Most sovereign governments can, in theory, ignore their debts and default. The repercussions will depend on who lent the government the money.
It is extremely likely that no private investor or enterprise will consider lending more money (in the short term). They might go so far as to cease or curtail lending to private enterprises in that country due to perceived instability and unreliability of the government.
It is also likely the currency will devalue and there will be little incoming investment.
This makes it very difficult to do international trade. If the country relies on imports, it might find itself needing to pay upfront in a foreign currency. This is unsustainable.
If few people buy their exports, foreign currency reserves will eventually run out. To trade, there is a need for at least a minimal framework of trust to allow transactions to occur.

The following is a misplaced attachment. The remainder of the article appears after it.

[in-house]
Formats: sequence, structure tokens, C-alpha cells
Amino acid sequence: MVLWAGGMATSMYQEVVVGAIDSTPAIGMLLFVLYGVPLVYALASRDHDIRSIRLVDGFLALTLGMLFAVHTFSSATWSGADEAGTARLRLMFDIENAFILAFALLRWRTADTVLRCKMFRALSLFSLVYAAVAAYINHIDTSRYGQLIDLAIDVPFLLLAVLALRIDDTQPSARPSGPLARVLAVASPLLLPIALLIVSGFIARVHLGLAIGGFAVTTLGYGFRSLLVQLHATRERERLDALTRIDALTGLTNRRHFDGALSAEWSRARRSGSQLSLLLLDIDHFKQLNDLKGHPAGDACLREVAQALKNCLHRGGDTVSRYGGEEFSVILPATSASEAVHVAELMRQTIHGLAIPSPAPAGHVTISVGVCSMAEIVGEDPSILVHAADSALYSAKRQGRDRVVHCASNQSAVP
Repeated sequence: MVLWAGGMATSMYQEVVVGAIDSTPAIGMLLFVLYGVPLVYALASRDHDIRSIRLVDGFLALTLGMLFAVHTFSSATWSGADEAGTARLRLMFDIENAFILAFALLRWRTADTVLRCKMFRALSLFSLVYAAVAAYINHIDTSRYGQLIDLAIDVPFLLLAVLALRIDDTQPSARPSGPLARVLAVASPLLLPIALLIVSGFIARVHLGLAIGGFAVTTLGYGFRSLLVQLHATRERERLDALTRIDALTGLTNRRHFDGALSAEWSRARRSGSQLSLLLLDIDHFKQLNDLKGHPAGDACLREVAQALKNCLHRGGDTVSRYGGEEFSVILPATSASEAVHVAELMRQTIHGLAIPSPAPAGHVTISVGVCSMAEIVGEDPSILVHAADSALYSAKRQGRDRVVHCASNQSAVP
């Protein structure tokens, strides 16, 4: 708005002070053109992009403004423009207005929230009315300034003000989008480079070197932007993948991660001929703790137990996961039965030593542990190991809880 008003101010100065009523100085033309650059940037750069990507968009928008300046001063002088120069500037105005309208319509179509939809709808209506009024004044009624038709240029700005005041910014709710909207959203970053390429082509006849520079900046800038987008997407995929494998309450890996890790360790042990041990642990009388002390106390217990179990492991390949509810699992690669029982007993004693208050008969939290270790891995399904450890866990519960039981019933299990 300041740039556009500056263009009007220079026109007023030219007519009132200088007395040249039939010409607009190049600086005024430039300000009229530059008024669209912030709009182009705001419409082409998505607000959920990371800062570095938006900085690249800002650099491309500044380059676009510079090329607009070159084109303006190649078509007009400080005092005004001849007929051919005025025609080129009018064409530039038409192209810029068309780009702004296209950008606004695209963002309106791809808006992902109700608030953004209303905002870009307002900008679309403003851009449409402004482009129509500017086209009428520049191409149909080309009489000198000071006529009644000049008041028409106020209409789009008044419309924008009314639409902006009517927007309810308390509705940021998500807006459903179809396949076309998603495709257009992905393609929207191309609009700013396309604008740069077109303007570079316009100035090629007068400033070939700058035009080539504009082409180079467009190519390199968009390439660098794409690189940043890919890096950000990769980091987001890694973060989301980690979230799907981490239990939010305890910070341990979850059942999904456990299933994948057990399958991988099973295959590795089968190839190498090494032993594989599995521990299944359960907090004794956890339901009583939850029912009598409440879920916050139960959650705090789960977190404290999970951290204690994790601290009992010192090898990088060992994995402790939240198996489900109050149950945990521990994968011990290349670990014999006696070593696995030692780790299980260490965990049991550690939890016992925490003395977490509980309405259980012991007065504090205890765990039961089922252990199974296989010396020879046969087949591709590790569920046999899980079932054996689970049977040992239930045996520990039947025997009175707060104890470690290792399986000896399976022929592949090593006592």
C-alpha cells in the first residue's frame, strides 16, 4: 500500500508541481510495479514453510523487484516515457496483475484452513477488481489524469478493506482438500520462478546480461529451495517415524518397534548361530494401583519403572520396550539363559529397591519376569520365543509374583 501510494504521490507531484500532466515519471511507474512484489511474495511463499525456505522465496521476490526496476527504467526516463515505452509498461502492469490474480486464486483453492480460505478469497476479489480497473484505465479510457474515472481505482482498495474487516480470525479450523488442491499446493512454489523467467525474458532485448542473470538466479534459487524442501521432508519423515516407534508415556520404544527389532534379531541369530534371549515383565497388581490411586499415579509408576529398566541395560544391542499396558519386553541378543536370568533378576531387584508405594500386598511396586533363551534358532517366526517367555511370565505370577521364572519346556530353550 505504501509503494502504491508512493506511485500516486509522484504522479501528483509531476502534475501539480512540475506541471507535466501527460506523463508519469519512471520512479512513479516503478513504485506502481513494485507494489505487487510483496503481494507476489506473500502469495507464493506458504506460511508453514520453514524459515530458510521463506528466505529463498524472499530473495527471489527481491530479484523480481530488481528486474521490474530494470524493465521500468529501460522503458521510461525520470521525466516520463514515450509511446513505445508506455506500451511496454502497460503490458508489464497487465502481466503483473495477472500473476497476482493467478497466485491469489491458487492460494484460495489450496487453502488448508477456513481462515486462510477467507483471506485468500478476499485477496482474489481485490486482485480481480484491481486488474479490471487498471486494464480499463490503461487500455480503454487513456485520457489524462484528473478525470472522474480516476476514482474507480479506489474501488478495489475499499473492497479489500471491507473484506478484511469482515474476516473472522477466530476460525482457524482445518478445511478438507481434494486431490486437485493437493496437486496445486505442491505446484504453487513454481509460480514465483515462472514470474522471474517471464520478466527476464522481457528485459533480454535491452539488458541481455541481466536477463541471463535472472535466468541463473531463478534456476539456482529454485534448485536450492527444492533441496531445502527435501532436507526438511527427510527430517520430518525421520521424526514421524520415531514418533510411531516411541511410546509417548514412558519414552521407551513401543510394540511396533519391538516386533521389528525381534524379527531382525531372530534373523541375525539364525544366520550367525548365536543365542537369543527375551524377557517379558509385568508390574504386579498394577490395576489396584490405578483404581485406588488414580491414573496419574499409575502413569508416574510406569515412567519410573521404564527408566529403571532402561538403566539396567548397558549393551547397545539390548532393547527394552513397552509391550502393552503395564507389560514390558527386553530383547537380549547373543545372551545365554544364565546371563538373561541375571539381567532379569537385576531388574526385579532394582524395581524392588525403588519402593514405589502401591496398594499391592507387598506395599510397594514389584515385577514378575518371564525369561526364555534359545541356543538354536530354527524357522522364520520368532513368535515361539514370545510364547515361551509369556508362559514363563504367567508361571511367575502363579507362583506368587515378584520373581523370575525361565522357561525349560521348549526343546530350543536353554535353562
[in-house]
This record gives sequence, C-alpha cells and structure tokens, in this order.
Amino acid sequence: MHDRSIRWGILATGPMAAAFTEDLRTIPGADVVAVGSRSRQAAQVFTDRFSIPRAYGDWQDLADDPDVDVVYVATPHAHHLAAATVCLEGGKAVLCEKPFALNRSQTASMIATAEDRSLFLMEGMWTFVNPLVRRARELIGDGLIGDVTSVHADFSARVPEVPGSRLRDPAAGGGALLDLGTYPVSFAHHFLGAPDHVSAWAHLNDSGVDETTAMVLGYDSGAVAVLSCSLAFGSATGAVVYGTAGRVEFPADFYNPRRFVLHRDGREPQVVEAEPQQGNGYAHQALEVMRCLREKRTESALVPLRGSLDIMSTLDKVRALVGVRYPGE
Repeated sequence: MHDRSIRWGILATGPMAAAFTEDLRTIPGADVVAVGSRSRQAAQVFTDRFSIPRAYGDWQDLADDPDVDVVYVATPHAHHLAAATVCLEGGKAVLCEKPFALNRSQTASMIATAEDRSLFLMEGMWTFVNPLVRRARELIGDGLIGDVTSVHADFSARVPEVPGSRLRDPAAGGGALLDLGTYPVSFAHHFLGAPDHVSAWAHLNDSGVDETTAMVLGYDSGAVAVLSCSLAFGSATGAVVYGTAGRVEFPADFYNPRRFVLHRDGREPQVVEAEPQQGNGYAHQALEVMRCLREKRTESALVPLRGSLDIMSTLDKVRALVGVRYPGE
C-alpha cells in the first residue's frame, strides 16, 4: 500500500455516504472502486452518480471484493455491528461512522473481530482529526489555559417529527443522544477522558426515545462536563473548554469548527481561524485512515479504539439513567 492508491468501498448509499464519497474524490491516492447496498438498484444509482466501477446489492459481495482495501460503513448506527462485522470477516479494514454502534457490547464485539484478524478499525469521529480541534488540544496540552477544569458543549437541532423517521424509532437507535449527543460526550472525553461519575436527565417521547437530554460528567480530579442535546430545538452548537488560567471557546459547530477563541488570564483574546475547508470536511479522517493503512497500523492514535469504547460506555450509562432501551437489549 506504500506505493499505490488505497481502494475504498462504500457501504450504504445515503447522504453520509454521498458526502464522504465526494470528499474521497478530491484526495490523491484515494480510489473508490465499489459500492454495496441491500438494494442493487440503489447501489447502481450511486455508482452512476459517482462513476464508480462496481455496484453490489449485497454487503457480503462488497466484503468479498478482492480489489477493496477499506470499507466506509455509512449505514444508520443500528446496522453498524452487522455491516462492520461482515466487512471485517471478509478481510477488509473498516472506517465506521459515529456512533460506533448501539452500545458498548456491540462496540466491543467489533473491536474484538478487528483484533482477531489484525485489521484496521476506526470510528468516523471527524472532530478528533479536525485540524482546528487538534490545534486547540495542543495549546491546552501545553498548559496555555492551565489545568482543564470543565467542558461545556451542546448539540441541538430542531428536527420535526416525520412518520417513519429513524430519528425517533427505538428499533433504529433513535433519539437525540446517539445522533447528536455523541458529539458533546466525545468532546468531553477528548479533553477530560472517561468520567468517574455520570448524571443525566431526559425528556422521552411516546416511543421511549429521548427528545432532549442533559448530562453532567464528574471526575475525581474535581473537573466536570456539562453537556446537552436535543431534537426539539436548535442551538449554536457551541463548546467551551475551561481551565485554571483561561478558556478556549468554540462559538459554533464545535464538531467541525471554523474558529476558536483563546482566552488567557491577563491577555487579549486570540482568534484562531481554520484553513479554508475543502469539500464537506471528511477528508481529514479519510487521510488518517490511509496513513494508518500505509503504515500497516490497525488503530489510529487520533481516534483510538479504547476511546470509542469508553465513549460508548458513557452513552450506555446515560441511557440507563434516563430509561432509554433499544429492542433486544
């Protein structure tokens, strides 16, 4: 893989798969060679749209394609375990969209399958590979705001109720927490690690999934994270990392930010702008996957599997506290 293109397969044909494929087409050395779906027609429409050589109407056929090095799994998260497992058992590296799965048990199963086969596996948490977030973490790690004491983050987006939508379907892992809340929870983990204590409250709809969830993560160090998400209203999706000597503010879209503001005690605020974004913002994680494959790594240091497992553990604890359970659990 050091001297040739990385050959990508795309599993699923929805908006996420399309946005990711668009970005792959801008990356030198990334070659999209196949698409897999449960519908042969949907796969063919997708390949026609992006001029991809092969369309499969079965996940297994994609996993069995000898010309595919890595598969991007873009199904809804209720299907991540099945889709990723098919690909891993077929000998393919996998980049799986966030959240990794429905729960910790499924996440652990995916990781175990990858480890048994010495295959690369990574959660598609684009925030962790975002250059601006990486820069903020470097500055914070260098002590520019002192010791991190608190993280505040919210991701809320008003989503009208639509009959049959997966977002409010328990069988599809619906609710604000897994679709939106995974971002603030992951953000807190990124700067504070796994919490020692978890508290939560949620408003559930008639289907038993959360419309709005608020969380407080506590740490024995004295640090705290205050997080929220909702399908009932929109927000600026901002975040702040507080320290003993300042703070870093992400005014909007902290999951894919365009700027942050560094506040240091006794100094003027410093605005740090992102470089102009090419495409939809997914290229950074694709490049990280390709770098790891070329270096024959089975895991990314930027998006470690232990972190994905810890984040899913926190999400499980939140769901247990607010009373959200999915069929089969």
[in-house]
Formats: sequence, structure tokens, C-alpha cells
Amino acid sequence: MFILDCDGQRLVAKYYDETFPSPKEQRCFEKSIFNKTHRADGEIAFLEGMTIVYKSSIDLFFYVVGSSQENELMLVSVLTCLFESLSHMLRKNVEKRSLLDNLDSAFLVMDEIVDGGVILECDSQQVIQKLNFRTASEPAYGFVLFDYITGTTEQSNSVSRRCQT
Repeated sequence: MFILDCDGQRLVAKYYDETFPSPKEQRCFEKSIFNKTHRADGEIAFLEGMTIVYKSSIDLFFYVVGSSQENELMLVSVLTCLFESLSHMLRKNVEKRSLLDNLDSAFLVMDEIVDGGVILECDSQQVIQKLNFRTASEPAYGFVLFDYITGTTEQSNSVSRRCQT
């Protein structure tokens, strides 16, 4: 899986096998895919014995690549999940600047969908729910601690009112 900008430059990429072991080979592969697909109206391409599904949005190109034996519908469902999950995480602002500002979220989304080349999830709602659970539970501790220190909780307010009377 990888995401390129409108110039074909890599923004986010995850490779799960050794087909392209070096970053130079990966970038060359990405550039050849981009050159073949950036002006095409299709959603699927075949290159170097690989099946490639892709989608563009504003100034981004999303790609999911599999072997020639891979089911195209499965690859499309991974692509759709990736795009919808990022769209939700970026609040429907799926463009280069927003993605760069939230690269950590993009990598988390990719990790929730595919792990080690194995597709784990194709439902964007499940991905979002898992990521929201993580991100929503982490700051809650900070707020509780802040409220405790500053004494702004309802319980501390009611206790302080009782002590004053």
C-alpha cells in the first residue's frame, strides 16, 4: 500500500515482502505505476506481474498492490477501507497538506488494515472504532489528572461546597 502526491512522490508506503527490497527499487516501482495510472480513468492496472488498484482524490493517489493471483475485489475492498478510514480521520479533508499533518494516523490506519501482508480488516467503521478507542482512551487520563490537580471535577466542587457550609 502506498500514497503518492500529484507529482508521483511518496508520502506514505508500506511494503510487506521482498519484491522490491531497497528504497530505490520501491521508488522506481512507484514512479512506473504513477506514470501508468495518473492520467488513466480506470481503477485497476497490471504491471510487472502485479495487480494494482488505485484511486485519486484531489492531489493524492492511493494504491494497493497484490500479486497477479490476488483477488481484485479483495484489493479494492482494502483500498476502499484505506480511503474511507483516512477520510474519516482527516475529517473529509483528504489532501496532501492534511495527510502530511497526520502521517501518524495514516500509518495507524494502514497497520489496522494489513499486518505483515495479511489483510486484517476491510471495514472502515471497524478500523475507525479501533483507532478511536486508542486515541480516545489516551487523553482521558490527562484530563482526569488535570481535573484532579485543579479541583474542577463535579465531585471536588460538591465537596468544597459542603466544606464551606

Practically speaking, the country will probably have high inflation, lack of essential imported goods, any production that relies on importing goods will be severely impacted.
The economy will shrink and the population might see high unemployment, declining quality of life, capital flight and also their most skilled people leaving the country. In the worst cases, social unrest, political upheaval, violence & crime increases, refugees fleeing the country etc etc.
In short, yes, there are usually huge repercussions if a government defaults on it’s debts.